Pearl read for a while, finished her packing and then went to bed about 10.
Clara piled her Christian Science books neatly together on her bedside table. She packed her clothes in a large satchel, but left her slip on the chair, a paper clipped to one strap with $15 wrapped inside. She removed the screen and opened the window to allow the soft breeze in. Then she slipped into her nightclothes, pulled the cord on the light over her bed and fell asleep.
After midnight the back door slapped when a couple of latecomers returned. Marjorie Massow came in the side door and went up to her room on the third floor. She and her roommate Ruella Robertson had been to the movies with a couple of boys from the school. The girls talked in their room for a while, and then Ruella fell asleep. Marjorie wrote a couple of letters, did her nails and then went downstairs for a glass of ice water in the cooler in the dining room. When she tiptoed back upstairs, it was after 1:30 a.m.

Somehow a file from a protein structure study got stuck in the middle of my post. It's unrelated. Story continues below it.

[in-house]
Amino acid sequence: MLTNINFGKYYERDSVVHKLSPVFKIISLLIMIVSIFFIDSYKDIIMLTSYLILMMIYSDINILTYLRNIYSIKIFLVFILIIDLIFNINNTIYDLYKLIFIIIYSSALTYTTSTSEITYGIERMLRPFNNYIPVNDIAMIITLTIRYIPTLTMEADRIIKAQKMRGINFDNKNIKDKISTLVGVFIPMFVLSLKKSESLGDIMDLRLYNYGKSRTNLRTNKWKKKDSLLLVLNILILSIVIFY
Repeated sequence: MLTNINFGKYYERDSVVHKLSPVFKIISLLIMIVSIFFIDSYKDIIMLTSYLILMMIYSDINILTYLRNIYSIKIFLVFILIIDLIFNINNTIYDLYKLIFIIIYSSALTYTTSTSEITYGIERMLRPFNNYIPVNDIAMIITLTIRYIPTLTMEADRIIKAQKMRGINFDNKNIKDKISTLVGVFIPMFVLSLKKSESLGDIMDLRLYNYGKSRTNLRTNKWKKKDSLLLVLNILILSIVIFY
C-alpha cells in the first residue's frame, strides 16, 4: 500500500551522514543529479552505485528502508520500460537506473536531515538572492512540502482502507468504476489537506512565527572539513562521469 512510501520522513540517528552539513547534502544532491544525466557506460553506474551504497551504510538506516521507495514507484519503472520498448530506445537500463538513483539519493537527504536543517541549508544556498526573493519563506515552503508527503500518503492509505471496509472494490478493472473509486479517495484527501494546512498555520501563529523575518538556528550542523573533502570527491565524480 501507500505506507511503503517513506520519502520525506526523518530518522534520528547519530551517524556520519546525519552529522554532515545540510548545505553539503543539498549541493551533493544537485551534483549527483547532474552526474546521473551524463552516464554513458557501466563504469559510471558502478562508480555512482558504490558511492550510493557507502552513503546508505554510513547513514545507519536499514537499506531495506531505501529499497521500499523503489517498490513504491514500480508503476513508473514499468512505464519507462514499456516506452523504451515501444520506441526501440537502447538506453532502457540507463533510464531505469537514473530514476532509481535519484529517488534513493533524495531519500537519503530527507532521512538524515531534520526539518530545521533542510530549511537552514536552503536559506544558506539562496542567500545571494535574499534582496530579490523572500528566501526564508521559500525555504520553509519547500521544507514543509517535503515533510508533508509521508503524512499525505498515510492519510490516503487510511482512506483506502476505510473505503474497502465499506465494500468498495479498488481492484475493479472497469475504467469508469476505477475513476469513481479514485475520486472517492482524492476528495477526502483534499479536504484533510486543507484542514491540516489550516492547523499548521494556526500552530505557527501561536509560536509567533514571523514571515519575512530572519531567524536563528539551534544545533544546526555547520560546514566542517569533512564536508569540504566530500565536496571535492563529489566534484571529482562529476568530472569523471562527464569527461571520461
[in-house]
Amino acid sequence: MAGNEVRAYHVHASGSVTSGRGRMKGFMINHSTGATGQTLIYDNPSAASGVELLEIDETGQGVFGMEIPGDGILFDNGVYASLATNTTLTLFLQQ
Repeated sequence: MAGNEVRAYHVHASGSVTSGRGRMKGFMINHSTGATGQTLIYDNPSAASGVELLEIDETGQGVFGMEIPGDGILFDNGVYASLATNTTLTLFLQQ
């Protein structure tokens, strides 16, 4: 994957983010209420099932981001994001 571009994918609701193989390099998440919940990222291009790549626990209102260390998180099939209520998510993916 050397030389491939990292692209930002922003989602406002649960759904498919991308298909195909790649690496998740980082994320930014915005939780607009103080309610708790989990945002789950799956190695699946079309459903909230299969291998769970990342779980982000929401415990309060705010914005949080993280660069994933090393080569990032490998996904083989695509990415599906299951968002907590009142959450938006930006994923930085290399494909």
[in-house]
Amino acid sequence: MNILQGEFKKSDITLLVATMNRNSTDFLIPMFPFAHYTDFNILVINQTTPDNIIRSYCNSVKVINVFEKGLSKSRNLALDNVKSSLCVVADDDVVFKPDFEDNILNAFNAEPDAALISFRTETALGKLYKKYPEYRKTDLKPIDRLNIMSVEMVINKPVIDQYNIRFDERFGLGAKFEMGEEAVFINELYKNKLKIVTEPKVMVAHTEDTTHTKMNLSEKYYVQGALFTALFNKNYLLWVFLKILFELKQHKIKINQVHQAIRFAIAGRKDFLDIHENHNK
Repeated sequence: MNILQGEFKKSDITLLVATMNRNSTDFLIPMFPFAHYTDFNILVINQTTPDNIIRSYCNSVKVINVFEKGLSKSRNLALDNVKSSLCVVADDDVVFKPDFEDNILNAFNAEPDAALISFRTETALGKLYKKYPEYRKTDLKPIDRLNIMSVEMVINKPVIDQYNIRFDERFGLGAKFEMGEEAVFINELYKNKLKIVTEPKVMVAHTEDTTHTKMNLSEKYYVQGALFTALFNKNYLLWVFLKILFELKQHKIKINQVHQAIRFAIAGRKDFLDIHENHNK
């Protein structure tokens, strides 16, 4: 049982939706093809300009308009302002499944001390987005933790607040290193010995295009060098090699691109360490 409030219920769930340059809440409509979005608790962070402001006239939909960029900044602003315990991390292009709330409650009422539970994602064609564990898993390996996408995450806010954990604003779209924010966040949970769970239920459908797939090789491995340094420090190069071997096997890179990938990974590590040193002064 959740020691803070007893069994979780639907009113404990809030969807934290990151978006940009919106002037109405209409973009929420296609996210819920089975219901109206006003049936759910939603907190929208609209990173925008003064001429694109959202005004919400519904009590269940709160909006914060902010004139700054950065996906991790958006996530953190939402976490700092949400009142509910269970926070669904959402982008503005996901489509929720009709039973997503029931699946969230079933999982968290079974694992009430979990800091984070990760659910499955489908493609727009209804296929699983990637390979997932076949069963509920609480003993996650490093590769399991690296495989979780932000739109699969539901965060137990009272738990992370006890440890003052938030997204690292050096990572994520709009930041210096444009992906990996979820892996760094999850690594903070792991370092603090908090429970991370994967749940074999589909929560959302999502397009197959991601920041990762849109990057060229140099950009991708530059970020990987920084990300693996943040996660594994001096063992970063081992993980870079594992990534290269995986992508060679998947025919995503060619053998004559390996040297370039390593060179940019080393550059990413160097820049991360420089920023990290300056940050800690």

The women on the second and third floors slept soundly. The night sky was lit by the meek waning moon. This was the coolest time, the darkest time, the quietest time of night. The sky gradually lightened and pinked, and a brilliant sun gradually rose from the ocean horizon. It was going to be a gorgeous day.
Breakfast was served at 8 a.m. Pearl and Clara always waited for each other. Pearl sat patiently, awaiting her traveling companion. She thought perhaps Clara still had packing to prepare for their departure. Perhaps Clara had overslept. Pearl went upstairs to wake her.
She paused for a moment outside room 15, listening. Only an eerie silence greeted her. Pearl knocked. No response. She knocked again. Then she opened the door.
Tom Dresser will discuss and sign his books on April 27 at Featherstone.